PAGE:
Verizon Communications Inc and labor unions that represent the company’s almost 40,000 workers reached a 4-year tentative deal “in principle” that will end the employees’ strike which they launched on April 13, according to U.S. Secretary of Labor Thomas Perez on Friday.
After the announcement, shares of Verizon, the U.S.’s top wireless company, increased by 1.2 percent. Afternoon trading saw shares at $50.61, up by about 1 percent.
Workers walked off from their jobs when talks about their contracts came to a standstill. Among the workers were network technicians and customer service representatives from the company’s Fios Internet, telephone and television services. The Communications Workers of America and the International Brotherhood of Electrical Workers called for the large exodus of workers to force the company to take action.
Parties involved in the deal are in the process of drafting an agreement that will be given to the unions to be ratified. Next week, company employees should be back at work, according to Perez’s statement.
The terms of the agreement have yet to be revealed.
Job relocations, offshoring of call center jobs, pensions and healthcare coverage were the crux of negotiating a new contract.
The 44-day strike was potentially costly and sometimes contentious, and the new deal is set to end the strike and begin healthcare coverage that ended May 1 and give employees a new contract that had already expired in August.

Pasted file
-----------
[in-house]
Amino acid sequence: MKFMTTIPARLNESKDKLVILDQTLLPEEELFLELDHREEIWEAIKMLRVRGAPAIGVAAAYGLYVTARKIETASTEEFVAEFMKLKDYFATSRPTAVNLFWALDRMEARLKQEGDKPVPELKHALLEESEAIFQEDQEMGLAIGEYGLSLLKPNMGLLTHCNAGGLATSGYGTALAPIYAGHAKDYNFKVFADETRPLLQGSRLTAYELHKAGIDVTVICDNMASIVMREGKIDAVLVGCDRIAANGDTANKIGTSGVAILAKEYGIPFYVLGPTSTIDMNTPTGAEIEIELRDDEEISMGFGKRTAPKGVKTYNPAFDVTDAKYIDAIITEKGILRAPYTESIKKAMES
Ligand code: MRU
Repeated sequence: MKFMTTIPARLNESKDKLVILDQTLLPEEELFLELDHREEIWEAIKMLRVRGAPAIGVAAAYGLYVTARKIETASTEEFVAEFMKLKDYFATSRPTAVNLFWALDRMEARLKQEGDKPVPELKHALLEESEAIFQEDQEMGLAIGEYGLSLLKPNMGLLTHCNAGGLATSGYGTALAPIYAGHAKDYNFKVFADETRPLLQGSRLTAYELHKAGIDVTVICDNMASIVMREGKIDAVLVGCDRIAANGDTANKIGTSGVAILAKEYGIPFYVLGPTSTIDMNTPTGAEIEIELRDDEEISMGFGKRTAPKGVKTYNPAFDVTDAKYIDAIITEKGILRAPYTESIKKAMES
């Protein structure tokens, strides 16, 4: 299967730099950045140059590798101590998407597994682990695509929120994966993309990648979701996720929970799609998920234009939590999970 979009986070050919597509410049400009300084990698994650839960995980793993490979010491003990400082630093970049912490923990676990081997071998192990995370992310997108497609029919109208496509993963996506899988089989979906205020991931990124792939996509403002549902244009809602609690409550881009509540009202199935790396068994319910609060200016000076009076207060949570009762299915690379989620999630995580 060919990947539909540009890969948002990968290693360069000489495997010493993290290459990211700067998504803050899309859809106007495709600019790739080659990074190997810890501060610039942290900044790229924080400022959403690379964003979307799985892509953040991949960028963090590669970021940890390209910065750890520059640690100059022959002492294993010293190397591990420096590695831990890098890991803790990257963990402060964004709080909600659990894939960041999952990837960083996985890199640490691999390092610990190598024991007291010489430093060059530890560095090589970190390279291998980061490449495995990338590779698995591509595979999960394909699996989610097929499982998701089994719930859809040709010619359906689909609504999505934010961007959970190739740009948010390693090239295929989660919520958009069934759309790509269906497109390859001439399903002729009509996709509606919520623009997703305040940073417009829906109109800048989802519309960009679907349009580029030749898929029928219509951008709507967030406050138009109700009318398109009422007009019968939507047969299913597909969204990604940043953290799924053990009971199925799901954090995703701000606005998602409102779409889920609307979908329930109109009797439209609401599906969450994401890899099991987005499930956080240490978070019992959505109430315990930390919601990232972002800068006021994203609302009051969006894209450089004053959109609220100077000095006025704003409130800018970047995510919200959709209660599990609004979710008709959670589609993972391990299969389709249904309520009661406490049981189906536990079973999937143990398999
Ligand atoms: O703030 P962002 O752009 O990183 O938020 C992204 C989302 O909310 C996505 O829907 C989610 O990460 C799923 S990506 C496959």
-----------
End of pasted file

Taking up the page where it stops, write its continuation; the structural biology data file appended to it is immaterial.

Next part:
In 2011, the company’s last negotiations with unions also caused a two-week strike that ended with the continuation of contract talks.
Union workers are still wary without the release of the deal’s terms, but are relieved by the news of a tentative deal, according to an interview Friday.
One of Verizon’s field technicians, 45-year-old Fitz Boyce, has been protesting in front of a Verizon store in Times Square, New York ever since the strike began. “(The strike’s) been a burden on my family and myself.”
The CWA said that Verizon agreed “to add good union jobs on the East Coast” in a statement.
The company said that Verizon’s new deal with trade unions is in line with the company’s “objective of creating high quality American jobs.”
Perez brought both Verizon and the trade unions together into the negotiating table mediated by the U.S. Department of Labor in mid-May after the failure of talks ended discussions previously.
U.S. East Coast states have been affected by the strike, including New York and Massachusetts. The company said that it has trained managers and thousands of non-union employees in the previous year in the event of such a stoppage and to prevent the disruption of services.
According to Chief Financial Officer Fran Shammo, new installations and orders “significantly dropped” pressuring the company’s bottom line which company executives have been hinting at in recent weeks.
Workers took their protests outside Verizon stores and places where company executives held conferences. U.S. Presidential candidates from the Democratic party, Bernie Sanders and Hillary Clinton, supported the workers’ strike.